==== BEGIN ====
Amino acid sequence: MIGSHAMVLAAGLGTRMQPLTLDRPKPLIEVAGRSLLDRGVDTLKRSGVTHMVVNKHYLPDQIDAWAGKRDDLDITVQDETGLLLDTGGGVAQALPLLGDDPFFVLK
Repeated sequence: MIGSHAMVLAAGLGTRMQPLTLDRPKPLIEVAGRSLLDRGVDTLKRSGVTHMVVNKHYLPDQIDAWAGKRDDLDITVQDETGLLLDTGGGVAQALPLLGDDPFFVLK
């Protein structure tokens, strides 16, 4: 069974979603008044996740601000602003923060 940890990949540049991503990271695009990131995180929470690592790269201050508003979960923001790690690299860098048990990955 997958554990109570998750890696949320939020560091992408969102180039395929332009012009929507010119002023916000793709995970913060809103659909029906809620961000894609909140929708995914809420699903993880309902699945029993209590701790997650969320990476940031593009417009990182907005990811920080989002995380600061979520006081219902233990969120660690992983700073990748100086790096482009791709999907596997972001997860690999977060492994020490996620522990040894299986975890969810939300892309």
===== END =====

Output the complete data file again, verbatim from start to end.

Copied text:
Amino acid sequence: MIGSHAMVLAAGLGTRMQPLTLDRPKPLIEVAGRSLLDRGVDTLKRSGVTHMVVNKHYLPDQIDAWAGKRDDLDITVQDETGLLLDTGGGVAQALPLLGDDPFFVLK
Repeated sequence: MIGSHAMVLAAGLGTRMQPLTLDRPKPLIEVAGRSLLDRGVDTLKRSGVTHMVVNKHYLPDQIDAWAGKRDDLDITVQDETGLLLDTGGGVAQALPLLGDDPFFVLK
């Protein structure tokens, strides 16, 4: 069974979603008044996740601000602003923060 940890990949540049991503990271695009990131995180929470690592790269201050508003979960923001790690690299860098048990990955 997958554990109570998750890696949320939020560091992408969102180039395929332009012009929507010119002023916000793709995970913060809103659909029906809620961000894609909140929708995914809420699903993880309902699945029993209590701790997650969320990476940031593009417009990182907005990811920080989002995380600061979520006081219902233990969120660690992983700073990748100086790096482009791709999907596997972001997860690999977060492994020490996620522990040894299986975890969810939300892309």